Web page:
Next, enlist the power of hard-working ingredients in the most efficacious formulas. Make face serums your go-to in the a.m. and p.m. They’re designed to deliver the highest concentration of active ingredients to skin compared to moisturizers, and with hyperpigmentation you’ll need formulas that get to the source of melanin-making issues. Two key ingredients rule the must-have list: vitamin C and niacinamide for dark spots. Ideal for morning use, vitamin C is a highly trusted antioxidant that helps prevent free-radical damage and inhibits melanin production to give skin a brightening boost. Not yet familiar with the powerhouse ingredient? Don’t miss out! A vitamin C serum , such as La Roche-Posay Pure Vitamin C10 Anti-Aging Serum, along with retinol and sunscreen, is often recommended by derms as the foundation of a universal skincare routine for healthy, even-toned skin. At night, put niacinamide to work. We’ll cover why it’s a game-changer in just a minute!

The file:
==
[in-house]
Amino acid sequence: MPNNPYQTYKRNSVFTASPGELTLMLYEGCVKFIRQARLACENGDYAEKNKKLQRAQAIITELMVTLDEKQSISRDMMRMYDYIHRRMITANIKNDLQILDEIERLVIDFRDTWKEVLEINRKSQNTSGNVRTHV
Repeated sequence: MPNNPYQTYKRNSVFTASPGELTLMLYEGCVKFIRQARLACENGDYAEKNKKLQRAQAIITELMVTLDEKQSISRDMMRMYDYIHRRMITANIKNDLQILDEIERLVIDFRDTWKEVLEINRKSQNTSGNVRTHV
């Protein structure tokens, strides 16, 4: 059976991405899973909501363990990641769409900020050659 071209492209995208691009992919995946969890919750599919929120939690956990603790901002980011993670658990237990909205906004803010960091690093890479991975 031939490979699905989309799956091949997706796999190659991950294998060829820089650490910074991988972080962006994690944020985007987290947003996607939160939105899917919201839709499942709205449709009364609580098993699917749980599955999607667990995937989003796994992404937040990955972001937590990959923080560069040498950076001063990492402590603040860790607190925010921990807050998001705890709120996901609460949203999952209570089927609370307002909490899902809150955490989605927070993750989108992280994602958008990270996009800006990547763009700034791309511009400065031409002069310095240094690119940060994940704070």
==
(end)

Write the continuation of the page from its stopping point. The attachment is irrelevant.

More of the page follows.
Last but not least, wearing sunscreen 24/7 is essential (with a capital E!) when treating hyperpigmentation from sun. It will not only prevent current dark spots from becoming darker (and therefore more difficult to fade) but also aid in protecting skin from UV exposure that can trigger an increase in melanin production. Find a sunscreen formula for your skin type and make it a part of your everyday routine—no excuses.

How does niacinamide help hyperpigmentation?